For people other than tax collectors, a VAT might have some downsides, warns Peroni. For one thing, it would compete with existing sales taxes. “We have state sales taxes, which most foreign countries don’t,” he says. “State and local governments fear there would be pressure to lower or get rid of their sales taxes.”
More obvious, he says, would be the shock to consumer prices. “People would see it right away. Suddenly everything in a restaurant would cost 10 percent more.”
To fully replace the federal income tax, he adds, might require a VAT as high as 35 percent. A more palatable course might be to trade off a modest VAT for lower income tax rates and eliminate many high-dollar deductions.
If you believe that taxes should be tilted toward those who can most afford to pay them, Peroni suggests using a VAT to replace Social Security and Medicare taxes. Such payroll taxes take their biggest bites out of low-income workers, who pay higher percentages of their incomes, whereas a VAT would spread the pain over all income levels.
Not every finance expert is bullish on a national consumption tax. It might sound appealing to accept a small VAT in exchange for lower income tax rates, says Jim Nolen, a distinguished senior lecturer in finance who recently retired from McCombs. But small taxes tend not to stay small. “Once you give them the ability to tax something,” he says, “next year it goes up 1 percent, then the next year another.”
That’s been the experience in Europe. Germany, which started with a VAT of 10 percent, now charges 19 percent. In the United Kingdom, it’s risen from 8 percent to 20 percent.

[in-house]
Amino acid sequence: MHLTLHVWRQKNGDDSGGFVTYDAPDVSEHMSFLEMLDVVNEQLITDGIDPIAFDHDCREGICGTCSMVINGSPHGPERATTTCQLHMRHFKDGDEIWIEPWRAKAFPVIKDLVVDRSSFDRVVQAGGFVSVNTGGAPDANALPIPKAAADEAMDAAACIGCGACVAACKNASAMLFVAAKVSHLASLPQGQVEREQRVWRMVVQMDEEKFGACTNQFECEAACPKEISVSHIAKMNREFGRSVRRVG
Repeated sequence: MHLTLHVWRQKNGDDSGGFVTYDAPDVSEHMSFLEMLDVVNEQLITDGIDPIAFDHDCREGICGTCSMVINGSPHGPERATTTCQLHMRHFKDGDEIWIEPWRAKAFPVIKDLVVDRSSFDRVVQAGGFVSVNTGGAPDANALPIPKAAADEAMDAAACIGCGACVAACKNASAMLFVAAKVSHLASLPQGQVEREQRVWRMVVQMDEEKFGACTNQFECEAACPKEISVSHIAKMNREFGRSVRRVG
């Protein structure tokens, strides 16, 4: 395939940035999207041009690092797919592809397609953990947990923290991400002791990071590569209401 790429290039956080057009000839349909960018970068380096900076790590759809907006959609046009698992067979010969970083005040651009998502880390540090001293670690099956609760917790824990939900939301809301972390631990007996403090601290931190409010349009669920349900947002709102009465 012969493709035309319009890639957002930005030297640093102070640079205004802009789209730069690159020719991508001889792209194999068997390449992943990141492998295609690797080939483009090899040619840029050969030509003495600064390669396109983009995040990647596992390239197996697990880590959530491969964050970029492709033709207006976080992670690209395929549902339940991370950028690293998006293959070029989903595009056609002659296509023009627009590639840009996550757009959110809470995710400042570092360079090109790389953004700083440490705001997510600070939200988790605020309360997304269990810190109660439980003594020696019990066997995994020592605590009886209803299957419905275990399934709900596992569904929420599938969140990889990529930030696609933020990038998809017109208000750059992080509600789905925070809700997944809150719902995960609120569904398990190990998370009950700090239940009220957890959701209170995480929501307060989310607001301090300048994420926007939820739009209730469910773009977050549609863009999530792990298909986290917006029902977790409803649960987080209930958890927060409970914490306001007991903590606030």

The other danger, says Nolen, is that citizens pay less attention to taxes when they pay them a little bit at a time. “When it’s one tax, people complain a lot, but when you take it from multiple sources people don’t notice it as much. I’m afraid we’re going to leave the income tax in place and put a value-added tax on top of it.”
Mills acknowledges the danger that a new tax could fuel higher government spending. “The political concern, if we create a value-added tax, is that it’s very difficult to maintain fiscal discipline when you have a new source of revenues.”
Nonetheless, she says, Uncle Sam might have no better choice. “I look at Social Security and Medicare. Those two programs put a lot of pressure on our tax system. Without bigger increases in the retirement age, we will need new sources of tax revenue. It’s likely that at some point we will have a value-added tax or an excise tax.”
Mentioned in this Article
Distinguished Senior Lecturer (retired), Department of Finance, McCombs School of Business, The University of Texas at Austin
Chair and Professor, Department of Accounting, McCombs School of Business, The University of Texas at Austin
|Robert J. Peroni
The Fondren Foundation Centennial Chair for Faculty Excellence, School of Law, The University of Texas at Austin
About the Author
|Steve BrooksIn a quarter-century as a journalist, Steve Brooks has won two Neal awards for excellence in trade reporting and a Press Club of New Orleans award for best business story of the year. After working as a staff writer for The Times-Picayune, he moved to Austin in 1991, where he has freelanced for magazines like Fortune and BusinessWeek and newspapers like the Dallas Morning News and the Austin Business Journal.|